- Leaks: The most obvious cause of humidity, leaks (especially small leaks) can go unnoticed and wreak havoc in your apartment. Report any leaks to your landlord so they can fix them as quickly as possible.
- Poor ventilation: Maintaining an appropriate level of air circulation in your home helps counter the release of moisture that occurs when you perform routine activities such as cooking, cleaning, and bathing. Poor ventilation can usually result from a lack of fans or windows.
How to achieve the ideal indoor humidity level
Once you know the cause of the humidity in your apartment, it’s easy to find a solution and achieve the ideal indoor humidity. Here are some ways to combat excess humidity in your apartment:
- Ventilate your space: To promote ventilation in your home, simply open a window or turn on a fan. Turn on your exhaust fan whenever you cook, especially if you are steaming or boiling food. If you don’t have a fan in your bathroom, consider opening a window when you take a bath or shower.
- Turn on the air conditioner: While reducing the use of your air conditioner can save you money, it can also contribute to humidity. To keep the air in your apartment moving on cooler days when you don’t feel like you need the air conditioner, set your thermostat a little higher than normal. You should also replace your air filter regularly to keep your air conditioner working optimally. Ideally, you should replace your air filter once every one to three months depending on how often you use your HVAC unit and if you have pets.
- Use a dehumidifier: A dehumidifier helps remove excess moisture from your apartment. A dehumidifier can also eliminate odors, stop the growth and spread of mold, preserve household furniture, and banish unwanted pests.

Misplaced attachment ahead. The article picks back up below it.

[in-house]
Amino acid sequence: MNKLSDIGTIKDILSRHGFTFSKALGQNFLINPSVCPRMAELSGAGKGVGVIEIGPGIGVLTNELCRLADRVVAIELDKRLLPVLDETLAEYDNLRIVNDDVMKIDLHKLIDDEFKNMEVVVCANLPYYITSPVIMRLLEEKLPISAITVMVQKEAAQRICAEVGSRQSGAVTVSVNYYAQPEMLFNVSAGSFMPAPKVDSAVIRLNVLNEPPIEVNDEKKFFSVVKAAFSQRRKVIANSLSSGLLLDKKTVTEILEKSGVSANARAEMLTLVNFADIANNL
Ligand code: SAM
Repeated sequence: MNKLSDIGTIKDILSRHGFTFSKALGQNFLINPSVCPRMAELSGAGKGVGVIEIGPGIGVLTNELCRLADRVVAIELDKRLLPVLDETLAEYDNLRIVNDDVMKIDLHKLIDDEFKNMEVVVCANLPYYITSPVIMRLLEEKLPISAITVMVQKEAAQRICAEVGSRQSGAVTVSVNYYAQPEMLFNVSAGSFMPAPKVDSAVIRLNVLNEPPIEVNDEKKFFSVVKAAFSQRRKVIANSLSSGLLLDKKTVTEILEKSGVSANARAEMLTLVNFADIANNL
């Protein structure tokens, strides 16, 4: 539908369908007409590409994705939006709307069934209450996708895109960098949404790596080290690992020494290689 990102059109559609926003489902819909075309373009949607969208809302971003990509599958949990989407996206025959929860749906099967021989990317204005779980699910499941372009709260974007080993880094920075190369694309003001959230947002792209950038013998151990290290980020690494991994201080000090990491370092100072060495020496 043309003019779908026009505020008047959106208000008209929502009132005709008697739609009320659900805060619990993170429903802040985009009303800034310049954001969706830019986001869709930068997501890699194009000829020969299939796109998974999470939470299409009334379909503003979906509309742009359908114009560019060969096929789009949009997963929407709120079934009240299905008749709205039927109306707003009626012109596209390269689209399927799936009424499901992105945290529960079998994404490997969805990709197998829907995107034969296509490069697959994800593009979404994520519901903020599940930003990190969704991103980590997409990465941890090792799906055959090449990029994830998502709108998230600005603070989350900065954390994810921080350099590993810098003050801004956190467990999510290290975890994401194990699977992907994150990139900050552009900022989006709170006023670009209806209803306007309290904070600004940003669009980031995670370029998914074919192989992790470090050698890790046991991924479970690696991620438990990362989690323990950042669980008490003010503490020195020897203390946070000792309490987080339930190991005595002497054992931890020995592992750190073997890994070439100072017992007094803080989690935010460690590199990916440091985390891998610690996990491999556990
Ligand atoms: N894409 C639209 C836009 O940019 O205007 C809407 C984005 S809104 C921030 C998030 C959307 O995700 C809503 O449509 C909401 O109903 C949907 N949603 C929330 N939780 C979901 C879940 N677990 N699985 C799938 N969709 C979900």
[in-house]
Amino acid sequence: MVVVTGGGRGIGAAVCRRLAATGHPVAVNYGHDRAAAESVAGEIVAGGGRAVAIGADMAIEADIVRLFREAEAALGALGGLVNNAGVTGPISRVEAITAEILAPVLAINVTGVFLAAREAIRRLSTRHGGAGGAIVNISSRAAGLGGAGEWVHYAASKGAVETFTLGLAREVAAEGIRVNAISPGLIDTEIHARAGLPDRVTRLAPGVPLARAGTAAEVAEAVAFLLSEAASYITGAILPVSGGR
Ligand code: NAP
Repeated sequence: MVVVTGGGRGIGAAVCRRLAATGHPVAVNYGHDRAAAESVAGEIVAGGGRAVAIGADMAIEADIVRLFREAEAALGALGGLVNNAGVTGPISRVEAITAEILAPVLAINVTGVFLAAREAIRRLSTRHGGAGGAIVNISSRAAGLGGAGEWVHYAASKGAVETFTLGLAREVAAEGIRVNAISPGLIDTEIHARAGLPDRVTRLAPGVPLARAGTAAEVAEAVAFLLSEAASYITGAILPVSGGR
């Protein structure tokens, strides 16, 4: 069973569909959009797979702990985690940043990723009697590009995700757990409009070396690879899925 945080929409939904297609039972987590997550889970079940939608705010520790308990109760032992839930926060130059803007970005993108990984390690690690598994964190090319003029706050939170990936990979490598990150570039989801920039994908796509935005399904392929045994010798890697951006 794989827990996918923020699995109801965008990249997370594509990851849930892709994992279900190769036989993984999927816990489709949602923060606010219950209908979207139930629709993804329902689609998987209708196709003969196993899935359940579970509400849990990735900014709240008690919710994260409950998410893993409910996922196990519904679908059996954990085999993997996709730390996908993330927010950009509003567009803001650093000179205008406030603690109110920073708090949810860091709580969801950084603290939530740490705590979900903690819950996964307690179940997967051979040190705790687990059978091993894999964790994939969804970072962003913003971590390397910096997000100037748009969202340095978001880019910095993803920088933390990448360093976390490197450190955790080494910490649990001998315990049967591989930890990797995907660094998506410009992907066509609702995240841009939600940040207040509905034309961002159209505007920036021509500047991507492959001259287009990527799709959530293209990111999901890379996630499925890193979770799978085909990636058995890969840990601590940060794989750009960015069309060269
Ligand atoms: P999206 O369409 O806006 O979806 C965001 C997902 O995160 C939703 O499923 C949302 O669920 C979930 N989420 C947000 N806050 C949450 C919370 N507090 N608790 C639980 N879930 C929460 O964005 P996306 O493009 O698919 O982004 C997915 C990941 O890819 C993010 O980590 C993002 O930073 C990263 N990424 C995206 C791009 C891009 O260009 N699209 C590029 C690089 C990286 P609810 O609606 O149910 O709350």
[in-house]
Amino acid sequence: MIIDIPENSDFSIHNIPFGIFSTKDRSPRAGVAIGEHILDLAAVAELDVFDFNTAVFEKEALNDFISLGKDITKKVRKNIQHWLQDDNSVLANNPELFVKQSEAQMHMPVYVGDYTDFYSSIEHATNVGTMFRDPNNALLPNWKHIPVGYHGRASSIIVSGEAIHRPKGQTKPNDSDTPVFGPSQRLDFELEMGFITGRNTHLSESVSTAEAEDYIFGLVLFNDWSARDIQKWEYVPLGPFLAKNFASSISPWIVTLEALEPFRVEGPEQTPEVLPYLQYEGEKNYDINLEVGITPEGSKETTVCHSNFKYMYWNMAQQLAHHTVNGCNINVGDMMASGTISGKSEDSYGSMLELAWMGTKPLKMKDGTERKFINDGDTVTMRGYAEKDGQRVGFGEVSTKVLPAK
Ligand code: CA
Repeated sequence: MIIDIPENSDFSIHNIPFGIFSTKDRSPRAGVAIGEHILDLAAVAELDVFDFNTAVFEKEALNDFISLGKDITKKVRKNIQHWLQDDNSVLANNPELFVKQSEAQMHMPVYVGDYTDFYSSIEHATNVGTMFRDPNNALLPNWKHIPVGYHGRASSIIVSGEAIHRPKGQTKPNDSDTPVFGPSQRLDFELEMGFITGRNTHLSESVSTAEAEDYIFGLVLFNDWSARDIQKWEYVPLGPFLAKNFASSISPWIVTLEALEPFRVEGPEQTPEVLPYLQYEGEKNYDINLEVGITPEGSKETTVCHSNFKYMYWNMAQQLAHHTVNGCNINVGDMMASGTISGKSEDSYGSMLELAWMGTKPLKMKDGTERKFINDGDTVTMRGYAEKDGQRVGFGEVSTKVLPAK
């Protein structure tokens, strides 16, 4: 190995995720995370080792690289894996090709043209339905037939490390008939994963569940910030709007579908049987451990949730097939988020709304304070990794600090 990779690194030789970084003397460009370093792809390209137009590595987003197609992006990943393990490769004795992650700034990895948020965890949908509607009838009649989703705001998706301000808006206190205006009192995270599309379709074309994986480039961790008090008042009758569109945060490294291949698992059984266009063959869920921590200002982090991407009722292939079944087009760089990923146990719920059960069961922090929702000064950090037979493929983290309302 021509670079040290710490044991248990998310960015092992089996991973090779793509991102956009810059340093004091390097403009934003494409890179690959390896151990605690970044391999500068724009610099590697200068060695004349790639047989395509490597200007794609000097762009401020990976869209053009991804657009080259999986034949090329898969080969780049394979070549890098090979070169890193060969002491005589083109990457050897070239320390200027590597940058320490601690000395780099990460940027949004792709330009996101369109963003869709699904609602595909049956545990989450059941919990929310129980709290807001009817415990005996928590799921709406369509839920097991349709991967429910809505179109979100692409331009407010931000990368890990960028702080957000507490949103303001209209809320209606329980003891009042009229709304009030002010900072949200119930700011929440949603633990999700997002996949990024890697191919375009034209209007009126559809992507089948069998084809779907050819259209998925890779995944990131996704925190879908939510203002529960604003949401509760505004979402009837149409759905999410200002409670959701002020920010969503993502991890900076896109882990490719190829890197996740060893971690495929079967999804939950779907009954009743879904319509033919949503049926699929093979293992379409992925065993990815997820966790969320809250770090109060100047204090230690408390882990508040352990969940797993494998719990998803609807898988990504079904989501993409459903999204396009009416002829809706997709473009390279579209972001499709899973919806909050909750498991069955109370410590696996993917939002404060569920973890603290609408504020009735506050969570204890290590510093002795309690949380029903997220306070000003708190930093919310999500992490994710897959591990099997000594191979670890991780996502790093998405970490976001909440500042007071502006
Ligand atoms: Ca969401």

If you find that humidity continues to be a problem in your home, there are several long term solutions that you can try as well. After trying the solutions above, consider speaking with your landlord about:
- Caulking: By lining surfaces that are constantly subject to humidity in your apartment, you are essentially waterproofing your space. You will especially want to check for caulking around areas such as sinks, toilets, tubs, and faucets.
- Weather stripping: The same logic that makes caulking beneficial also applies to the exterior of your apartment. Weatherstripping, typically done around doors and windows, helps seal your home against moisture and prevent conditioned air from escaping. By insulating your apartment, you may also be able to save money on your electricity bill.
- Insulation: Similar to weatherstripping, making sure your apartment is properly insulated can also help prevent heat from escaping and moisture from entering.
The ideal indoor humidity is between 40% and 60%. The humidity in this rancid can be easier on your respiratory system, banish allergens, promote better sleep, and be beneficial to your health and well-being. The sooner you can get your humidity to ideal levels, the better off you’ll feel and the safer your home will be.